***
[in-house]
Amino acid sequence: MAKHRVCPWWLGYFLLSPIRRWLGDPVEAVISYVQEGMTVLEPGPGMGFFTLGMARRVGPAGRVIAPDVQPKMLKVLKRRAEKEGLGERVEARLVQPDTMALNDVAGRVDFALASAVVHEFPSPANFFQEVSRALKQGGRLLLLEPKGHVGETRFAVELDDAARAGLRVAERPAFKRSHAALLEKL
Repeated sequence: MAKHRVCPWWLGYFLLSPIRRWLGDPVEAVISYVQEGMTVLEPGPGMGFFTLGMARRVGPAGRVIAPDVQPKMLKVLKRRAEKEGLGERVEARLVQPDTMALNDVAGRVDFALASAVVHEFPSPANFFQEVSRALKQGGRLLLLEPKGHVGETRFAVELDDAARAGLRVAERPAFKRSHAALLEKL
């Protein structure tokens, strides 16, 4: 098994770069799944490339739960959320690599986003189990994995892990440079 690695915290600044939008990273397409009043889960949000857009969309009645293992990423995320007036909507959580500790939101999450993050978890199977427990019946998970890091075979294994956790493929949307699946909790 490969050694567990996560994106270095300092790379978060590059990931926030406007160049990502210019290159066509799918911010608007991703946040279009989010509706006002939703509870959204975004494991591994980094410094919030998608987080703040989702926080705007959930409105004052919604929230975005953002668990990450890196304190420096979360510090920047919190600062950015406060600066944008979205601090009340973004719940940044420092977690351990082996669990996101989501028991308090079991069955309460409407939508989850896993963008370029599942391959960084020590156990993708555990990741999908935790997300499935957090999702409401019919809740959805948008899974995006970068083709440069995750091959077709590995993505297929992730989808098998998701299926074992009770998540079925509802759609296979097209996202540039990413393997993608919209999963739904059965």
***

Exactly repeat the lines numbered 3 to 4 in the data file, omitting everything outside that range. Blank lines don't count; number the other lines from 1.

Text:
Repeated sequence: MAKHRVCPWWLGYFLLSPIRRWLGDPVEAVISYVQEGMTVLEPGPGMGFFTLGMARRVGPAGRVIAPDVQPKMLKVLKRRAEKEGLGERVEARLVQPDTMALNDVAGRVDFALASAVVHEFPSPANFFQEVSRALKQGGRLLLLEPKGHVGETRFAVELDDAARAGLRVAERPAFKRSHAALLEKL
């Protein structure tokens, strides 16, 4: 098994770069799944490339739960959320690599986003189990994995892990440079 690695915290600044939008990273397409009043889960949000857009969309009645293992990423995320007036909507959580500790939101999450993050978890199977427990019946998970890091075979294994956790493929949307699946909790 490969050694567990996560994106270095300092790379978060590059990931926030406007160049990502210019290159066509799918911010608007991703946040279009989010509706006002939703509870959204975004494991591994980094410094919030998608987080703040989702926080705007959930409105004052919604929230975005953002668990990450890196304190420096979360510090920047919190600062950015406060600066944008979205601090009340973004719940940044420092977690351990082996669990996101989501028991308090079991069955309460409407939508989850896993963008370029599942391959960084020590156990993708555990990741999908935790997300499935957090999702409401019919809740959805948008899974995006970068083709440069995750091959077709590995993505297929992730989808098998998701299926074992009770998540079925509802759609296979097209996202540039990413393997993608919209999963739904059965």